Couples with young children are five times more likely to split up if they are unmarried compared to those who have had weddings, the Tories claim.
Family splits cause "poverty and other social problems", Tories say
Some 32% of unmarried parents split up before their child is three, a study of 15,000 people recited by the party's Social Justice Policy Group suggests.
The government had tried to "airbrush out references to marriage", group chairman Iain Duncan Smith said.
Labour did not comment on the claims by the former Conservative leader.
The study was written by Bristol-based pro-family campaigner Harry Benson and was submitted to a group set up to tackle problems such as family breakdown, crime and drugs.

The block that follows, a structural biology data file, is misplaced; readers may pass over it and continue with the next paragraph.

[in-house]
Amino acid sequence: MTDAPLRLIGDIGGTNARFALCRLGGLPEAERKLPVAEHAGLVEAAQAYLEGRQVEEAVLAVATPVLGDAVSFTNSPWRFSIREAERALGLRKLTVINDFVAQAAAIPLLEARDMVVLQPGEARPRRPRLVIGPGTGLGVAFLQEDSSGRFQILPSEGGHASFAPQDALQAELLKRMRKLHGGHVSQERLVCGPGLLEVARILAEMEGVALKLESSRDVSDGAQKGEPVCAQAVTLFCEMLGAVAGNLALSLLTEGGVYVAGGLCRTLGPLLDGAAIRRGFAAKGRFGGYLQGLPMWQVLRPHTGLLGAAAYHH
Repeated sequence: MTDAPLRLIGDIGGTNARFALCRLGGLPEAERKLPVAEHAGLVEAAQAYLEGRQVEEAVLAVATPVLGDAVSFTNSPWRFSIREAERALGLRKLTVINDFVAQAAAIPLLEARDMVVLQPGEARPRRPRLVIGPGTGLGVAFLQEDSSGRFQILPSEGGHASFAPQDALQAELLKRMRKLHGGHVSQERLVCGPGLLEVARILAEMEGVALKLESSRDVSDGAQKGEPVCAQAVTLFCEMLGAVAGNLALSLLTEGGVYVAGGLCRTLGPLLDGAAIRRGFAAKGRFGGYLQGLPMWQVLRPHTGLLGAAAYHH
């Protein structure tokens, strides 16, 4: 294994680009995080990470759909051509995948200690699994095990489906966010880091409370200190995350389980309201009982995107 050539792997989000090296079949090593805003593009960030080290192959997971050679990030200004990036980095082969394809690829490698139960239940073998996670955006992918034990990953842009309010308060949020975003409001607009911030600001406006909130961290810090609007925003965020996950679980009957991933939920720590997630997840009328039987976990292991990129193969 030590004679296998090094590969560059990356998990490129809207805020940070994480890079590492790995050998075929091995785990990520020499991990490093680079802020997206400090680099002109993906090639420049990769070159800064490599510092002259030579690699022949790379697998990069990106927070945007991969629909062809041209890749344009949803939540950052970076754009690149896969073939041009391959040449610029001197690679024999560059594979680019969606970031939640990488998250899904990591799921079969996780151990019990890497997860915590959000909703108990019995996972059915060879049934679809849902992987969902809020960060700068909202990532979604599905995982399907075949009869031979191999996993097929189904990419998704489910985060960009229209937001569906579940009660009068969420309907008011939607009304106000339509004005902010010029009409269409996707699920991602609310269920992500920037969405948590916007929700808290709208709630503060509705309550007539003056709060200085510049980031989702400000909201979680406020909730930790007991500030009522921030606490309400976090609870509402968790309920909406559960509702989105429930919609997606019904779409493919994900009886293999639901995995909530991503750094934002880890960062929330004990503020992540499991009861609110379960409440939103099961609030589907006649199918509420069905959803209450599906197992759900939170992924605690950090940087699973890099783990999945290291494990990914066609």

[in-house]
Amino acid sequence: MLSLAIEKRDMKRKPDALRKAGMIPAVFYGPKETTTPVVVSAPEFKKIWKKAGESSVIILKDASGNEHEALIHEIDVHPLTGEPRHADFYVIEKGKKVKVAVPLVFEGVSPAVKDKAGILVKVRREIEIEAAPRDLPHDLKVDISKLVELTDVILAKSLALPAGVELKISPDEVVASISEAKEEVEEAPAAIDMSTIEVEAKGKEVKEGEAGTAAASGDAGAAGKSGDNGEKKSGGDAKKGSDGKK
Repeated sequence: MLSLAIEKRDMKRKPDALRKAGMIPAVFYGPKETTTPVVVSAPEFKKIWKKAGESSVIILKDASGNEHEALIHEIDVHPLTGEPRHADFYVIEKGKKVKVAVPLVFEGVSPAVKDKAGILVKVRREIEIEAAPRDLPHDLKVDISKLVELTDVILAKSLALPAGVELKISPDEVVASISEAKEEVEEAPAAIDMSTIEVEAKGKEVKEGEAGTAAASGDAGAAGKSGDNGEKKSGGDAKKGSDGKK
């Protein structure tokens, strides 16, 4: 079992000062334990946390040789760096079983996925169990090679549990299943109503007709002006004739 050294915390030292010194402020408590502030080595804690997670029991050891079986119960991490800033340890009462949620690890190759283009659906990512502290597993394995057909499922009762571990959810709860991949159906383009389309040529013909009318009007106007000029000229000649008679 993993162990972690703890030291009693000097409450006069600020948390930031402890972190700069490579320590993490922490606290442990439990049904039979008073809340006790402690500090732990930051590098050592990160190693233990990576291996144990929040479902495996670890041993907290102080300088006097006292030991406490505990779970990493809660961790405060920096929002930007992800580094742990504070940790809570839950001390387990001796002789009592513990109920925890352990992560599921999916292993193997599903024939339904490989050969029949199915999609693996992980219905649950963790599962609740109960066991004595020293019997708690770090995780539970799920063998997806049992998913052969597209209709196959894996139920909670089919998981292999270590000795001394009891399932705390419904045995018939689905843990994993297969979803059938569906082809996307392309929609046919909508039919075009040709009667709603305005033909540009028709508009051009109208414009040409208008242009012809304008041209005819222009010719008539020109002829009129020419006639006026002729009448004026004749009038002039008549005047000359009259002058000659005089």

Conservative leader David Cameron promised it would "come up with the right policies to help communities to turn themselves around".
'Vital to well-being'
"Family breakdown leads adults and children into poverty and other social problems," Mr Benson wrote.
"Any government that wants to reduce poverty and inequality for both children and adults alike has to address the issue of marriage, and what it is that makes marriages work better than the alternatives."
Mr Duncan Smith claimed the study showed "the government's assumption that children's outcomes are solely dictated by socio-economic factors is wrong".
"The structure within which they grow up and are nurtured is vital to their well-being," he added.
"The government's corresponding attempt to airbrush out references to marriage from family research is a form of censorship."